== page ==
You may not be able to relate to jokes with words like “butay,” “takong,” “palwa,” “til-as,” “halo” or “ibid.” However, those who grew up in the barrio like me, or at least lived in the barrio for months or years, can easily picture in their minds those ordinary fixtures of rural life.
“Butay,” “takong” and “palwa” are parts of a coconut tree. The first two are found near the bunch of fruits, while the third is the long stem where the leaves hang.
“Til-as” appears to belong to the caterpillar family, but it is the itchy species. “Halo” and “ibid” are monitor lizards; the former is carnivorous while the latter is herbivorous.
Those who know how “palwa” exactly looks like, could laugh at jokes like “ilong mora’g palwang nakulob” (nose which looks like a “palwa” face down), an exaggerated description of the typical Filipino and Asian flat noses.
Many years before, DJs of FM radio stations distinguished themselves from commentators or announcers of AM stations by speaking in English or Tagalog, or in a combination of both known as “Taglish.” In recent years however, there has been a growing number of DJs including Dagol and Tanini who happily and proudly use the Visayan dialect. They must be doing well in the ratings, because there are others who have adopted the same format.
The duo does not have the typical well-modulated voice of DJs. One of them even sounds squeaky and sometimes noisy. However, by being natural and by using their native language, their sense of humor tickles the “rural-raised” listeners who appreciate their being true to themselves.
It shows that in reality, people still appreciate humor better in their mother tongue than in other dialect or foreign language. Jokes are still more effective in the vernacular. And not only jokes, because we of really understand our native language better than any other foreign language.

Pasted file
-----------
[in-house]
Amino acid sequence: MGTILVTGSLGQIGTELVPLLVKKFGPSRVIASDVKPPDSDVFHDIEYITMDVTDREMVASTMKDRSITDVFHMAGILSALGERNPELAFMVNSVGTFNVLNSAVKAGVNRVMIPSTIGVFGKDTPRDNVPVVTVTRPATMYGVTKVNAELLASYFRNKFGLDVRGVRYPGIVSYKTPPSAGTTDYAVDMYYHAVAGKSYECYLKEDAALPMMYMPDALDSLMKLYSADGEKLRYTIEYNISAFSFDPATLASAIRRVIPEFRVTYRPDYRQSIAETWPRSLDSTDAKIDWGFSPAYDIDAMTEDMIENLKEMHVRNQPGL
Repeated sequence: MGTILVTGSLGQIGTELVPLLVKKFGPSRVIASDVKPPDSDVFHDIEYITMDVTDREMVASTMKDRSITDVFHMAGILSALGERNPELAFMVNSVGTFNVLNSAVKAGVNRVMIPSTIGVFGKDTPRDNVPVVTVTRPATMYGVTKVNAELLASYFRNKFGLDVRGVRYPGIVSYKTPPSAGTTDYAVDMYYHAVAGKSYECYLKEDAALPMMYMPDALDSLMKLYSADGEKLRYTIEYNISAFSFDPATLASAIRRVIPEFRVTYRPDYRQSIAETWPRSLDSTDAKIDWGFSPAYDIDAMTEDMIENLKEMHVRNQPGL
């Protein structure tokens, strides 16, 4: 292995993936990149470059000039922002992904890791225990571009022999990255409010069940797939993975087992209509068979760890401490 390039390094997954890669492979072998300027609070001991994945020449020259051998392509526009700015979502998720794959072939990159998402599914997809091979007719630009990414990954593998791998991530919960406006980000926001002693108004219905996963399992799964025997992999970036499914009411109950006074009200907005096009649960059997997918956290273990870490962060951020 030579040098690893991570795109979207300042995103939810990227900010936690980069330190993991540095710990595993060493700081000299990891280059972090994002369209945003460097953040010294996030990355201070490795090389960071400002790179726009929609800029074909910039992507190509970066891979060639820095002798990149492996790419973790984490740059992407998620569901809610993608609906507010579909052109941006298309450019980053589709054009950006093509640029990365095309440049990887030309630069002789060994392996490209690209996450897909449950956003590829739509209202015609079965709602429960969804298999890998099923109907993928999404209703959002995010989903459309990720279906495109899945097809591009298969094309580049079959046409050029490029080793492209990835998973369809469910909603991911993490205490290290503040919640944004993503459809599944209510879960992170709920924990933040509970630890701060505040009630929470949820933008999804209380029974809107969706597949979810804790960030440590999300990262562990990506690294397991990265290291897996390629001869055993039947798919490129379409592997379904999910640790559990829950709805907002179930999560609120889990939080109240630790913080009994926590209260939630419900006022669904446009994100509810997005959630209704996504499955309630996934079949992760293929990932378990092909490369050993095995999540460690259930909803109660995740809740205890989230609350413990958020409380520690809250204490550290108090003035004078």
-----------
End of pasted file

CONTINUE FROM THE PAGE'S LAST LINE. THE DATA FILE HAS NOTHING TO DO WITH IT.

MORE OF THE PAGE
There are words and phrases which do not have precise translations and lose their real meaning when translated to another language. It is just like MindaNews Bobby Timonera’s challenge on how to translate this to English: “Ikapila na nga presidente si Gloria?” Let me know if you have a nice try.
When I contributed for the book “From Rage to Courage,” a compilation of stories about Martial Law, I wrote in Cebuano, my mother tongue. I had two reasons then. First, my insecurities struck again after knowing the “big names” of writers who would contribute for the book. Second, to be honest, I could still express myself better in Cebuano than in English or Tagalog.
After passing the bar examinations however, I sparingly wrote Visayan articles. English is the official language in the trial court. I have to practice more in using the language. Besides, people expect lawyers to express themselves well in English. Thus the cliché, “brayt kaayo siya kay kung mu-istorya, perting Englisa” (he must be brilliant because he speaks English very well).
Let us face it. English has become one of the universal languages. In today’s borderless age, we need to master English to communicate effectively, of course without losing our nationalism.
For rural boys like me, mastering the English language is a task which requires a lot of efforts. I acknowledge that I do not speak as good as others who are gifted with facility of expression and trained in good institutions. But with more practice, I may eventually sound natural in speaking English.
I desire to speak English as spontaneous and effortless as Dagol and Tanini in delivering their jokes.
I want to be as unpretentious as they are, and not sound like the artist who renders a Tagalog version of a popular song and tries very hard to be as husky as American Idol’s David Cook.
That is a problem of trying to be somebody else. (MindaViews is the opinion section of MindaNews. Danilo Balucos, the first business manager of the Mindanao News and Information Cooperative Center, left to pursue law school, passed the 2006 bar exams and is now a partner in a law firm in Davao City.)